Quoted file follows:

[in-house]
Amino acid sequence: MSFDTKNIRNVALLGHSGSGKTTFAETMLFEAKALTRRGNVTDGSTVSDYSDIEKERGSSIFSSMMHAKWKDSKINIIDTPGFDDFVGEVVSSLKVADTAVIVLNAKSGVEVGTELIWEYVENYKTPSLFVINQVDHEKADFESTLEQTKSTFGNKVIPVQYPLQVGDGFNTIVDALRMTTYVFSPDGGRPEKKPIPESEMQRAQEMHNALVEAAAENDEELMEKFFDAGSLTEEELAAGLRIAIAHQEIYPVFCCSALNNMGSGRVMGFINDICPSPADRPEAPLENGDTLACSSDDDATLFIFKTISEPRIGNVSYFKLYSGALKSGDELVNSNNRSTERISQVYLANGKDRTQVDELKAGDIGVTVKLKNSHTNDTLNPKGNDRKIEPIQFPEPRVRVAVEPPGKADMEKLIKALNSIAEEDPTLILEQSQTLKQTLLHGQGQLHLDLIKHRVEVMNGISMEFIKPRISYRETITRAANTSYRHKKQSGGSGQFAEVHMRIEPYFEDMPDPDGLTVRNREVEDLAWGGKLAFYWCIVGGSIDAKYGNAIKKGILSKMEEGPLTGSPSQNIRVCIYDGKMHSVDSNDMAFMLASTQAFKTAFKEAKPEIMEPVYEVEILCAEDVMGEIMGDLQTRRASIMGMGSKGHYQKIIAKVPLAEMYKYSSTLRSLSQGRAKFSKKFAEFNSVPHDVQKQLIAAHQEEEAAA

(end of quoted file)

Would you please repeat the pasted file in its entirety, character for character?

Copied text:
[in-house]
Amino acid sequence: MSFDTKNIRNVALLGHSGSGKTTFAETMLFEAKALTRRGNVTDGSTVSDYSDIEKERGSSIFSSMMHAKWKDSKINIIDTPGFDDFVGEVVSSLKVADTAVIVLNAKSGVEVGTELIWEYVENYKTPSLFVINQVDHEKADFESTLEQTKSTFGNKVIPVQYPLQVGDGFNTIVDALRMTTYVFSPDGGRPEKKPIPESEMQRAQEMHNALVEAAAENDEELMEKFFDAGSLTEEELAAGLRIAIAHQEIYPVFCCSALNNMGSGRVMGFINDICPSPADRPEAPLENGDTLACSSDDDATLFIFKTISEPRIGNVSYFKLYSGALKSGDELVNSNNRSTERISQVYLANGKDRTQVDELKAGDIGVTVKLKNSHTNDTLNPKGNDRKIEPIQFPEPRVRVAVEPPGKADMEKLIKALNSIAEEDPTLILEQSQTLKQTLLHGQGQLHLDLIKHRVEVMNGISMEFIKPRISYRETITRAANTSYRHKKQSGGSGQFAEVHMRIEPYFEDMPDPDGLTVRNREVEDLAWGGKLAFYWCIVGGSIDAKYGNAIKKGILSKMEEGPLTGSPSQNIRVCIYDGKMHSVDSNDMAFMLASTQAFKTAFKEAKPEIMEPVYEVEILCAEDVMGEIMGDLQTRRASIMGMGSKGHYQKIIAKVPLAEMYKYSSTLRSLSQGRAKFSKKFAEFNSVPHDVQKQLIAAHQEEEAAA